... are in Paris they will be found; if they retreat to the frontier they will still be arrested. The First Consul likes the ci-devants, and cannot endure the republicans—simple enough; if he wants a throne he must needs strangle Liberty. Keep the matter a secret between us. This is what I will do; I will stay here till to-morrow and be blind; but beware of the agent; that cursed Provencal is the devil's own valet; he has the ear of Fouche just as I have that ...
— An Historical Mystery • Honore de Balzac

... move," stormed John Blake, "until you tell me where my wife is, I'll strangle you. Now listen to me. This is Mrs. Bob Blake, wife of my cousin Robert. She's an old friend of Marjorie's. We had a half engagement to meet here this week. Bob is due any minute, but Marjorie is lost. There is only one record of a Blake in to-day's ...
— New Faces • Myra Kelly

... He kicked the bleeding figure till it arose lamely. "Why did you do that?" His desire to strangle the life from ...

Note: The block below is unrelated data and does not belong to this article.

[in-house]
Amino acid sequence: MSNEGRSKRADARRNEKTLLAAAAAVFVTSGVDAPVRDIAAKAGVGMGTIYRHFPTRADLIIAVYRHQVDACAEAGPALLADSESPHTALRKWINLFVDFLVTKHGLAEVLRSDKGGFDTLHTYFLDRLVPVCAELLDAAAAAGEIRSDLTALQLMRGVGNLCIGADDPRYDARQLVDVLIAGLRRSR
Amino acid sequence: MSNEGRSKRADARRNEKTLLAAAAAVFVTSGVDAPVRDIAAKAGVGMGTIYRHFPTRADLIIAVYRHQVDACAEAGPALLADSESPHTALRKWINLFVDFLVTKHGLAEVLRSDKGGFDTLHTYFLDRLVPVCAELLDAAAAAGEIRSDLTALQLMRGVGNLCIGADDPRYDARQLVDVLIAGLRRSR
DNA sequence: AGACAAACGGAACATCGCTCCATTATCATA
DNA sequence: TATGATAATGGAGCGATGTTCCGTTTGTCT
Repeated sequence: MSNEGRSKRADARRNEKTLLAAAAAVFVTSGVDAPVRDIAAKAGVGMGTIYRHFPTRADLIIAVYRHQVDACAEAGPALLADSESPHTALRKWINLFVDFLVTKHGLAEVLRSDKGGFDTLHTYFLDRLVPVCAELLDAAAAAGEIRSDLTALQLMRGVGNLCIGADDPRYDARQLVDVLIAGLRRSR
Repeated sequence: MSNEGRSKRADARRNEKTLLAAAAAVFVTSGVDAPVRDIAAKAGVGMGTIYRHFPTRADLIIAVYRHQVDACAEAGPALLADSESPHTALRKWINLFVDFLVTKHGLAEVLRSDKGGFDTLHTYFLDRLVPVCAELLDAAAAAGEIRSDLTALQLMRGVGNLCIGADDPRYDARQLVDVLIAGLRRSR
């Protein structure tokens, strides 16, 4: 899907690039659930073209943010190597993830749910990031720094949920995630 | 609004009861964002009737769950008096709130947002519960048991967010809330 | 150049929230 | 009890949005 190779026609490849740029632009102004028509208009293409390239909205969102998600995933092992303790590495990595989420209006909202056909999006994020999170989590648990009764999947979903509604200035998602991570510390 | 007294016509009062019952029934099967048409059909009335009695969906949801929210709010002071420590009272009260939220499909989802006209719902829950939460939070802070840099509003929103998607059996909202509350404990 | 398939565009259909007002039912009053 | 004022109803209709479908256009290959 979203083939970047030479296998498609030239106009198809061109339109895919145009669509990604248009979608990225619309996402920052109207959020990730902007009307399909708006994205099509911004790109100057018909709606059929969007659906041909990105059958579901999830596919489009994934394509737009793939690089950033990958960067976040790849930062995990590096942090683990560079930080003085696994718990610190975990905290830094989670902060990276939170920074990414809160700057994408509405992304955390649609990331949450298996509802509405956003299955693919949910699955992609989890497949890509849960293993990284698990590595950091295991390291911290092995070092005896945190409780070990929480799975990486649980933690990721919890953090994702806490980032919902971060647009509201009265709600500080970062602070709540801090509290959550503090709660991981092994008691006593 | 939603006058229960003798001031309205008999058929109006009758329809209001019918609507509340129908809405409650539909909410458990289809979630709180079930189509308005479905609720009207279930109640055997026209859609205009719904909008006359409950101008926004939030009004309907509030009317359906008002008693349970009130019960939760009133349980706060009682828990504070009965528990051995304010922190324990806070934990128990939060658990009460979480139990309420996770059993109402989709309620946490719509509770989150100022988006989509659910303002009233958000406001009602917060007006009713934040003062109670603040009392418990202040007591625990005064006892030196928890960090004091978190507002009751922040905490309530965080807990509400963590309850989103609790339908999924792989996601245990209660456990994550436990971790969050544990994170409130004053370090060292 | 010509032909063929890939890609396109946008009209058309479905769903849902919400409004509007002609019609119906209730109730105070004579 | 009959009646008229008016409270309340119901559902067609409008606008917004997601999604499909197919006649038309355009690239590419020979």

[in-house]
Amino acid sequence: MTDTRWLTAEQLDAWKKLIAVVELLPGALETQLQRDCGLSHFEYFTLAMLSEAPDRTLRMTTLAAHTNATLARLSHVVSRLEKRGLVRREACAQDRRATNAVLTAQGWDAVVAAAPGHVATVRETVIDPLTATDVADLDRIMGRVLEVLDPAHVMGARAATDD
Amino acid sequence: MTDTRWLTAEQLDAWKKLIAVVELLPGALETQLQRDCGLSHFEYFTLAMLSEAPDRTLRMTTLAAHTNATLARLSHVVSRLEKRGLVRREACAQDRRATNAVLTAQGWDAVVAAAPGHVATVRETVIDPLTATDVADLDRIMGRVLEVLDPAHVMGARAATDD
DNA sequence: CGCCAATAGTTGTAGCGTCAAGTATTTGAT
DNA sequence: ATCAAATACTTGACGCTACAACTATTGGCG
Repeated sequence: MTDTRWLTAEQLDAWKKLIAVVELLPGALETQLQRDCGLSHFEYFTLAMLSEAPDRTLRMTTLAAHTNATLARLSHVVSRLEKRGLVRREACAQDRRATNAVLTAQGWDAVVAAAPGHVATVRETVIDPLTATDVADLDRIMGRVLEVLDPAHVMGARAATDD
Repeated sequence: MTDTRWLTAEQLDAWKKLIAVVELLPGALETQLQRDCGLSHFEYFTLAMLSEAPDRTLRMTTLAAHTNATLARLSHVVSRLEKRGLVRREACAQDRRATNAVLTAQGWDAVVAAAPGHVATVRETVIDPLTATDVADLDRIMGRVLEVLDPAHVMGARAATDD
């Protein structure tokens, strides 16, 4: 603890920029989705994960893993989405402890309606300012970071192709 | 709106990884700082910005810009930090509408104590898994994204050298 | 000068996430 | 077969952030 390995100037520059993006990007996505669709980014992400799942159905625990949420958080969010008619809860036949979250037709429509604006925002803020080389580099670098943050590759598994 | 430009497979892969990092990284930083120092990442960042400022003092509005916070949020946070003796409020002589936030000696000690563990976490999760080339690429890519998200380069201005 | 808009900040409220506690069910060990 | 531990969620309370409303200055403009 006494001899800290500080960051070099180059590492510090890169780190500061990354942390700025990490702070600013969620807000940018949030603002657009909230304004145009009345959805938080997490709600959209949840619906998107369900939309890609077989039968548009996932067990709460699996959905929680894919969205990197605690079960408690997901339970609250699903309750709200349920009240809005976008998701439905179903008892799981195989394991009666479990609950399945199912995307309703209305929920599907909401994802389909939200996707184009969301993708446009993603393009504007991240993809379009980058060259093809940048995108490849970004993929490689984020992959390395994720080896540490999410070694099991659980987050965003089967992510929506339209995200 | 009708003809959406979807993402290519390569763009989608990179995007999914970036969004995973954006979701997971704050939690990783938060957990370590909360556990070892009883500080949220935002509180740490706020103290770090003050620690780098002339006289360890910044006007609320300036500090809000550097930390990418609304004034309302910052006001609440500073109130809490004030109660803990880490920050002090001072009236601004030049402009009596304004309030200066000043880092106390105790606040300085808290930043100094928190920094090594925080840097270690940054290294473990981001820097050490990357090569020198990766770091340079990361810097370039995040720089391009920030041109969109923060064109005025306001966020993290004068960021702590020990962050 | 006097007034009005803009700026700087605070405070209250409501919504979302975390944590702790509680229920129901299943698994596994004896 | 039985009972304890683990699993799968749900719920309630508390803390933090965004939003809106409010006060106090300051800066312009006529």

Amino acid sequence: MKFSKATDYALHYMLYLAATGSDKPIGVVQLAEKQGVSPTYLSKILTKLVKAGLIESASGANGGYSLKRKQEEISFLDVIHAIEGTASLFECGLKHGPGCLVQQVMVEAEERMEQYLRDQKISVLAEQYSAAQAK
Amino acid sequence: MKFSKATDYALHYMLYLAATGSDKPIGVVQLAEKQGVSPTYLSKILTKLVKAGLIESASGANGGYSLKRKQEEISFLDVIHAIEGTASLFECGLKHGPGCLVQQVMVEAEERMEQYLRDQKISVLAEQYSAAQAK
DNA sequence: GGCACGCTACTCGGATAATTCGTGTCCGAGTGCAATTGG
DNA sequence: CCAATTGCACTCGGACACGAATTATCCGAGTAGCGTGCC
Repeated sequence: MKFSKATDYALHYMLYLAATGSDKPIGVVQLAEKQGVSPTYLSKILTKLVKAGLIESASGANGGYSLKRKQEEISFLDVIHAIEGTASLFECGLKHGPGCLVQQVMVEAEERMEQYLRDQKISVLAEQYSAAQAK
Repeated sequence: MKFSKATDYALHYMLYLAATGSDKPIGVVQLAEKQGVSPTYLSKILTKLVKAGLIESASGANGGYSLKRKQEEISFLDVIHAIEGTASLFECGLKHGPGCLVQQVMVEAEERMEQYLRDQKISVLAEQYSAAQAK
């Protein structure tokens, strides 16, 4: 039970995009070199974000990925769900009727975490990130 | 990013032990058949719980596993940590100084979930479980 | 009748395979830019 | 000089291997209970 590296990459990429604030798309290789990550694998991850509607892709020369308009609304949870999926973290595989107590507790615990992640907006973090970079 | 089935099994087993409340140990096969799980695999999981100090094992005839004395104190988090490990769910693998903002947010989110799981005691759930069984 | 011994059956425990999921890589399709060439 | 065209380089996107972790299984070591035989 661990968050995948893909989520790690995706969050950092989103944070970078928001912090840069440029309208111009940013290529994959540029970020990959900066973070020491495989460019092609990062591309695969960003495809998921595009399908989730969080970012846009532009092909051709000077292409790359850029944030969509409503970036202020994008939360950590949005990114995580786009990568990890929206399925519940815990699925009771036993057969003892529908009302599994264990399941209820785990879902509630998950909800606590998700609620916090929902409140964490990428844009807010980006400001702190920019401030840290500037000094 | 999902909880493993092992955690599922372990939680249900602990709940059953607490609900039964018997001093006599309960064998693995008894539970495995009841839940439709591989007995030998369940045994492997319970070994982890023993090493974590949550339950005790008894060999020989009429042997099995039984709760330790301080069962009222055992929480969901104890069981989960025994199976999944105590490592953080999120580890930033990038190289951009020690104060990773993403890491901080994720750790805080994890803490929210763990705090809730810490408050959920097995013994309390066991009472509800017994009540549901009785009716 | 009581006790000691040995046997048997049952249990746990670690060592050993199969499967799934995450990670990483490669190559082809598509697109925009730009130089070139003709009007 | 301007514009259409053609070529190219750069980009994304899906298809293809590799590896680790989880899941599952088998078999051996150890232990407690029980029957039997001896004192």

— Pardners • Rex Beach

... Brereton. "Do you really think that any man who was in possession of his senses would do such a thing? Take a piece of cord from a coil—leave the coil where anybody could find it—strangle a man with the severed piece and leave it round the victim's neck? Absurd! No—a thousand ...
— The Borough Treasurer • Joseph Smith Fletcher

... she seemed slower; and, in any case, she could not hope to follow him in the intricacy of holes and cover he was sure to take to, like a fish to water. Moreover, she was spitting up blood, result of friend polecat's neat and natty strangle-hold on her throat, and felt more in need of the egg—which she had won, at any rate—than a ...